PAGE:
If you are a regular lurker of sewing blogs then by now I’m sure you’ll had seen oodles of beautiful Anna dresses popping up everywhere. There’s only so much temptation I can take before I decided to jump on the bandwagon!

I’ll share with you some of my favourite ones that I’ve seen, which really pushed me towards buying the pattern. At first, it was some of the long versions that I really fell in love with, such as Lizzy’sRoisin’s and, later, Lauren’s. But then I started seeing lovely short versions cropping up too, such as Roisin’s (again!) and Fiona’s.

After seeing Lizzy’s and Roisin’s, I decided that a long, white version of some kind was the way to go. I had in my stash a piece of white linen-like fabric, with embroidered flowers on, from my freecycle hoarde, which was the right kind of design that I was after, but I thought the fabric was probably a bit too stiff, and not flowy enough for the full length version. After seeing Fiona’s, I though a short white version might also look good, and so decided to make that up as a wearable toile.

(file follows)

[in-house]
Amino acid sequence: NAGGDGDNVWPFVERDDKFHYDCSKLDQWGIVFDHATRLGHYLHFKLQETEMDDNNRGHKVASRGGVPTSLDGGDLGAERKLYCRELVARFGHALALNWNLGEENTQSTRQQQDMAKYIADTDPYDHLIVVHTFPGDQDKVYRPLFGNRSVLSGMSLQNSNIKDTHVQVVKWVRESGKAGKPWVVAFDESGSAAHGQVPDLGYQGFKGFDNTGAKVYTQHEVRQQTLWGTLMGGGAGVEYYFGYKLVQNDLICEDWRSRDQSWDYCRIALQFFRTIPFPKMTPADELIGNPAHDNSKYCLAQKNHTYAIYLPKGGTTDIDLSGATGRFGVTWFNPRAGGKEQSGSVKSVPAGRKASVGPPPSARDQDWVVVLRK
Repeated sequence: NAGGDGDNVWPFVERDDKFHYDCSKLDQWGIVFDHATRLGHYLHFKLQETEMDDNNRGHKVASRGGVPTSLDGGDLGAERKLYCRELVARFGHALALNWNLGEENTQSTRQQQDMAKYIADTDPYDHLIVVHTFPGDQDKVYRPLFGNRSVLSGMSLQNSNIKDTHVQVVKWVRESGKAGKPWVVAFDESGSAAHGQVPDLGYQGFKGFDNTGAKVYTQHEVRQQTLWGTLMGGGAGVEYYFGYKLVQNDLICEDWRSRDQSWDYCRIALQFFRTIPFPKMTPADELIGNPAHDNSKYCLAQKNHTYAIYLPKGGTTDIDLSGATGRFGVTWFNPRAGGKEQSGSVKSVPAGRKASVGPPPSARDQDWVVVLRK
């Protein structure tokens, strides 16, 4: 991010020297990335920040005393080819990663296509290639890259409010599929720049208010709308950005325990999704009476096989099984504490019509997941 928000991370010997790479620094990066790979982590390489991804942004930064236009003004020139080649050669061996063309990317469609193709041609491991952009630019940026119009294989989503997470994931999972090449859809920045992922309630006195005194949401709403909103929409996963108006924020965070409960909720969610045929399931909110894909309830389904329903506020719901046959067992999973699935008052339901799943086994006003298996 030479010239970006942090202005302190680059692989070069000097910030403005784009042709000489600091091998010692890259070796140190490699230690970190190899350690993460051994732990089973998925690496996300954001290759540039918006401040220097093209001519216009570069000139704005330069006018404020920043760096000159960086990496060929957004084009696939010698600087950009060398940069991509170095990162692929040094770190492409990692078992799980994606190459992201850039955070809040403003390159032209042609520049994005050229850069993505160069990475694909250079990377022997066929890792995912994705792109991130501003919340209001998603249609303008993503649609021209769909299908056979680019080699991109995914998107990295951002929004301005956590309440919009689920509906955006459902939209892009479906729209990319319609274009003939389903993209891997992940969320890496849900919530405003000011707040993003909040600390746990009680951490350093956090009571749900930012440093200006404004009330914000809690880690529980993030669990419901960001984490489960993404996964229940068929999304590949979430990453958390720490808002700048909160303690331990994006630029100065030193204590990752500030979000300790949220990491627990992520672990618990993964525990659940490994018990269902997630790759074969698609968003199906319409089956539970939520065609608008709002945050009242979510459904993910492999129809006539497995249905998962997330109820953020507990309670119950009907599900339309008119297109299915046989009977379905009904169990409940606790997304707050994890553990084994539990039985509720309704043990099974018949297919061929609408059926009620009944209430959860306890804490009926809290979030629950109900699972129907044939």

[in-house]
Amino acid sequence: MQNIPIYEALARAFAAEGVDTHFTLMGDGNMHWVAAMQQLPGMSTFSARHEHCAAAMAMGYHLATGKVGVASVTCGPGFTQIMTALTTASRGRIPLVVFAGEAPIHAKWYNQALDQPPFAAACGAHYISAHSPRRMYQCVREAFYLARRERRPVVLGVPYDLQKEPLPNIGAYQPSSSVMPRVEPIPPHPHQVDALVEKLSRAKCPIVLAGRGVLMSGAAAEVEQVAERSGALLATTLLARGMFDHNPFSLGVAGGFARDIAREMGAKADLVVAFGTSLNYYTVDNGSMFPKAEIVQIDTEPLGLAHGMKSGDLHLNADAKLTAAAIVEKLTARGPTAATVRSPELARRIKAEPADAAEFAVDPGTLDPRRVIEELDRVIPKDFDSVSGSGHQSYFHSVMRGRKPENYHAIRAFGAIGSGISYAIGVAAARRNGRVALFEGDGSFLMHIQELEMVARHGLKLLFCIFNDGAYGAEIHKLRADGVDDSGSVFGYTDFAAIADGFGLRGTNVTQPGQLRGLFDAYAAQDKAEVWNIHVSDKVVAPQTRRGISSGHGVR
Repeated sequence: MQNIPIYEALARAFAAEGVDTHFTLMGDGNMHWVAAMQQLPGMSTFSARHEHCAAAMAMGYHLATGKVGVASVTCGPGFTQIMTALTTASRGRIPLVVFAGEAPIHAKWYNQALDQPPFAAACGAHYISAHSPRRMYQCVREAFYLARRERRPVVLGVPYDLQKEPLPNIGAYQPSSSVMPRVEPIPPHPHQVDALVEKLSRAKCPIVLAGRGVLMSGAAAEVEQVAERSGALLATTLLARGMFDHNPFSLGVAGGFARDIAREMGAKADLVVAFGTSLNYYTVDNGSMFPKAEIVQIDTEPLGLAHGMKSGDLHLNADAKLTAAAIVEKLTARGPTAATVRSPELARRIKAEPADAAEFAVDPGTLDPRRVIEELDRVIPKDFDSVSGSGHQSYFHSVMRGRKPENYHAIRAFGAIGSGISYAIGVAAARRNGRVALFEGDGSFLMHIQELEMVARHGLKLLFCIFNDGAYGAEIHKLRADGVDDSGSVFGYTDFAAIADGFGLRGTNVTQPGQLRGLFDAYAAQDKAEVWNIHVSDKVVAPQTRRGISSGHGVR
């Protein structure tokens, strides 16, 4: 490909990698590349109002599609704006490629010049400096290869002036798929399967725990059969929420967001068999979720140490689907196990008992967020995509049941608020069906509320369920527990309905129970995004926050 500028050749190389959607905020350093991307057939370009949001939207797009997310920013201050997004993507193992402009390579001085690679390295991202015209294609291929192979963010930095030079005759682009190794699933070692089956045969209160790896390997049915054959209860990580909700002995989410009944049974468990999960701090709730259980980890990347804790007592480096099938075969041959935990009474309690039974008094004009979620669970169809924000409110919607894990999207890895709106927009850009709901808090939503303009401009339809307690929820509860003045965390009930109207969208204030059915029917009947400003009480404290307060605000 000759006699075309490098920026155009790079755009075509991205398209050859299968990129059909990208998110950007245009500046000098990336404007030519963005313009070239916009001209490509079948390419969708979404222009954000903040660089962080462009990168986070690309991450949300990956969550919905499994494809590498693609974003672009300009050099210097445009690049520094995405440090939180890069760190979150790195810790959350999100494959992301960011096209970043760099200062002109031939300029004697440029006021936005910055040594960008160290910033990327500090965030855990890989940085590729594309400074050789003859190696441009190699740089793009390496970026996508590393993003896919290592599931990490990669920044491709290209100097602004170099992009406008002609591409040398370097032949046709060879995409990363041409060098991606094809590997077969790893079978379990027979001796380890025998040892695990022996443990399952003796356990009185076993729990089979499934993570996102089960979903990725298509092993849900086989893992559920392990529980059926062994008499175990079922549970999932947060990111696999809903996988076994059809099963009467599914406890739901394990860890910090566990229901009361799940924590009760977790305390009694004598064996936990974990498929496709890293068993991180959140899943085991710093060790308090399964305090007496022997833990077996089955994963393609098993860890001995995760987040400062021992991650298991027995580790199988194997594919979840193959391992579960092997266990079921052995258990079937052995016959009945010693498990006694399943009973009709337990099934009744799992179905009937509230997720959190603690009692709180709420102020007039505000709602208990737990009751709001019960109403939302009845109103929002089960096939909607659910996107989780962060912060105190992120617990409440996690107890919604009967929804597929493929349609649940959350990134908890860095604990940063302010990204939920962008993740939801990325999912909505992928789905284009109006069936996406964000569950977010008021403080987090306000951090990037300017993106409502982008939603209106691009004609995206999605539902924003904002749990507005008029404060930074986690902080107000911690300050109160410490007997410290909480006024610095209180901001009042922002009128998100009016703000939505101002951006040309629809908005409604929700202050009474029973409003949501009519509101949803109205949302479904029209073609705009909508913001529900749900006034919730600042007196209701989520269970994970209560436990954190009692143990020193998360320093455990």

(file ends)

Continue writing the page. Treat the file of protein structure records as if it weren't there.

By Hand London Anna Dress

I ummed and ahhed a bit over what size to make, as I pretty much fell between two sizes. The versions of this dress that I’ve seen that I’ve liked most are the ones that are really well fitting round the bust and waist area, so I didn’t want it to be too big, but, based on the finished garment measurements, I thought the smaller of the two sizes may well be a little on the tight side for me. I decided to make up the larger of the two, and hoped I’d be able to take it in easily enough if I needed to.

By Hand London Anna Dress